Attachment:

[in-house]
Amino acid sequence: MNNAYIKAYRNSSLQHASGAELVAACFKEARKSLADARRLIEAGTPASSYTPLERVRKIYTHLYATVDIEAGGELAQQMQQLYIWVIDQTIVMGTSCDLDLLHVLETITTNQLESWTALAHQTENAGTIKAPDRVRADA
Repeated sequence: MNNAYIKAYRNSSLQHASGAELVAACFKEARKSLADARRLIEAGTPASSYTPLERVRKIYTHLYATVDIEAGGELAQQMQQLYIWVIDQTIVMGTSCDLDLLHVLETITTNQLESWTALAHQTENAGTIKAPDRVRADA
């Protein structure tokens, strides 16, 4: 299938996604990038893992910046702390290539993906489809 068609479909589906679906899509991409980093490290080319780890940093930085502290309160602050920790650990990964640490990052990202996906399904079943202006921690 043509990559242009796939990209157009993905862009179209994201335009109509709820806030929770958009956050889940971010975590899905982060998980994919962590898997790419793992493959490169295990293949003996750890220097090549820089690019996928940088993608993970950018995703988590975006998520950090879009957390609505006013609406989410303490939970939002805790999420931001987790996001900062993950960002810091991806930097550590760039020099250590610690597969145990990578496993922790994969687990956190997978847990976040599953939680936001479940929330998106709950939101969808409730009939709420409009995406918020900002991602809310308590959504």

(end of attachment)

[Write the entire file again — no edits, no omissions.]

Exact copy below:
[in-house]
Amino acid sequence: MNNAYIKAYRNSSLQHASGAELVAACFKEARKSLADARRLIEAGTPASSYTPLERVRKIYTHLYATVDIEAGGELAQQMQQLYIWVIDQTIVMGTSCDLDLLHVLETITTNQLESWTALAHQTENAGTIKAPDRVRADA
Repeated sequence: MNNAYIKAYRNSSLQHASGAELVAACFKEARKSLADARRLIEAGTPASSYTPLERVRKIYTHLYATVDIEAGGELAQQMQQLYIWVIDQTIVMGTSCDLDLLHVLETITTNQLESWTALAHQTENAGTIKAPDRVRADA
């Protein structure tokens, strides 16, 4: 299938996604990038893992910046702390290539993906489809 068609479909589906679906899509991409980093490290080319780890940093930085502290309160602050920790650990990964640490990052990202996906399904079943202006921690 043509990559242009796939990209157009993905862009179209994201335009109509709820806030929770958009956050889940971010975590899905982060998980994919962590898997790419793992493959490169295990293949003996750890220097090549820089690019996928940088993608993970950018995703988590975006998520950090879009957390609505006013609406989410303490939970939002805790999420931001987790996001900062993950960002810091991806930097550590760039020099250590610690597969145990990578496993922790994969687990956190997978847990976040599953939680936001479940929330998106709950939101969808409730009939709420409009995406918020900002991602809310308590959504």